A younger generation take to the stage on Thursday when guitarist Ben Lee‘s interesting quintet – completed by sax, organ, trombone and drums – have a tour date at Future Inns. They’re promoting their debut CD on the rising Birmingham-based label Stoney Lane records, and a very varied and enjoyable recording it is, too. Mike Collins’ review for London Jazz gives a good flavour of the music, as usual. And you can tell from the combination of compositional flair and playfulness in delivery that they’ll be good live.
No recording yet, but an interesting new formation at the Be-Bop Club on Friday, with saxist Matt Anderson joined fellow Royal Academy MA student Will Harris on bass, Ashley Henry on piano and Jay Davis on drums. The coming together of talented players on the various postgraduate jazz courses is an important part of the continual refresh the UK jazz scene benefits from these days, so here’s a sample of what’s happening in that line this year.
Finally, don’t forget the all-star line-up on offer at the Hen and Chicken next Sunday (Nov 13th) when Andrew Bain plays with George Colligan, Jon Irabagon, and Michael Janisch. There’s an interview with Bain about the project here. I’m particularly looking forward to hearing Jon Irabagon, who I’ve spent a good deal of time listening to on CD – two recent examples reviewed here… oh, and another here – but not had the pleasure of seeing perform. It’s the final night of an 11-date tour so the music should have brewed up nicely on the road by the time they hit Bristol. Quite a week!
There’s an astounding band almost reaching Bristol this Wednesday. Bassist Michael Janisch has put together tours for some pretty remarkable multinational ensembles in the last few years, making use of his US and UK jazz connections as an expatriate Yank living and recording bands in London. But the latest may be the best yet. Drummer Andrew Bain‘s new recording features top drawer pianist George Colligan along with the free-spirited saxophonist Jon Irabagon and Janisch. Irabagon, as far as I know, has only been over the the UK once before, with the feisty Mostly Other People Do the Killing, but to my ear is one of the most interesting horn players out there just now. OK, they don’t make Bristol until a date at the Hen and Chicken on Nov 13th, but you can pop over the Cardiff and catch the tour opener on Weds 2nd at Dempsey’s if you prefer. I’m tempted.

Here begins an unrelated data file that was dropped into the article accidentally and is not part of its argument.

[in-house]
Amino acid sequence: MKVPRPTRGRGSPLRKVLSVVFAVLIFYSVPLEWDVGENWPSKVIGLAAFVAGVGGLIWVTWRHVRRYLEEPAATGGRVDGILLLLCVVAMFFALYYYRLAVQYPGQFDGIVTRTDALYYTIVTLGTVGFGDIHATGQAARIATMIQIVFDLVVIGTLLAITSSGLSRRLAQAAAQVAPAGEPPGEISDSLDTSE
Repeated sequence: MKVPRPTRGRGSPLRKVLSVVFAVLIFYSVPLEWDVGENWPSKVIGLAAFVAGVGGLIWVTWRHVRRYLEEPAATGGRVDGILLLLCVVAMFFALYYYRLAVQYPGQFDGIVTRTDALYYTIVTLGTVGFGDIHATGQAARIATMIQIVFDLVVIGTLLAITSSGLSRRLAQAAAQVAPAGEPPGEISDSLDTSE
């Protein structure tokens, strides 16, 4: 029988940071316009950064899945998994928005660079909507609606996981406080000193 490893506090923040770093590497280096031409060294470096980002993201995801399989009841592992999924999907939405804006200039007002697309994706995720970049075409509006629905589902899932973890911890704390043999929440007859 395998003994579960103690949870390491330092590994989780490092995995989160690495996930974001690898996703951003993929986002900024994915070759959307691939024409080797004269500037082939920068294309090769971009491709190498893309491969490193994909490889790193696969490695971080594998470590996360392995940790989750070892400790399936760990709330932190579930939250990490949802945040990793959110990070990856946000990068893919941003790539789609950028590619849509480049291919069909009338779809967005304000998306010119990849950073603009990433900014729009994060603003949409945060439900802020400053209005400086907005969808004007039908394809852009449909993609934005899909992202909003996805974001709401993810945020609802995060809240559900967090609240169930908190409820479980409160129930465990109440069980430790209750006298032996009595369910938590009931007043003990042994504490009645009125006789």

On the other hand, you’d miss Josh Kemp’s Rare Groove that night at the Fringe, with Kemp on sax and the excellent Steve Fishwick on trumpet along with Liam Dunachie on organ and Tim Giles, who seems to be a regular Bristol visitor just now, on drums.
Thursday sees Jake McMurchie bring his quartet to Future Inns with Will Harris on bass, Dan Waldman on guitar and Matt Brown on drums. This is McMurchie in more straight jazz form than you’ll hear in Get the Blessing or Michelson-Morley, the band promising “originals, a few choice standards, plus a handful of tunes rarely heard in a jazz context by composers such as Tom Waits and Nick Drake”.
Then on Friday there’s a return to Bristol for pianist John Donegan, who I don’t know but has an illustrious past in the city according to BeBop club mastermind Andy Hague:
Pianist John Donegan was one of Bristol’s most in demand players through the early 90s. Originally from Cork, John is now based in London and plays a hard swinging style of piano reminiscent of Wynton Kelly and Red Garland, with a touch of Bill Evans for the ballads. It’s always great to see him back in Bristol, and for tonight he’s teamed up with the brilliant saxophonist Ben Waghorn, international jet-setter Greg Cordez on bass, recently back from a sojourn in the USA, and a rare appearance from Simon Gore on drums who used to play in John’s band when he lived here.
Those are the main things to note this week, I think. Also time to check your diary and plan for two contrasting dates showing off state of the art piano trios – The Bad Plus at Colston Hall on Nov 7th and my personal favourites Phronesis the week after at St George’s (Nov 15th). Shaping up to be a rewarding month…
NB: the promise of November is reinforced by Tony Benjamin’s preview this week for Bristol247, which mentions several gigs I missed in my own quick roundup.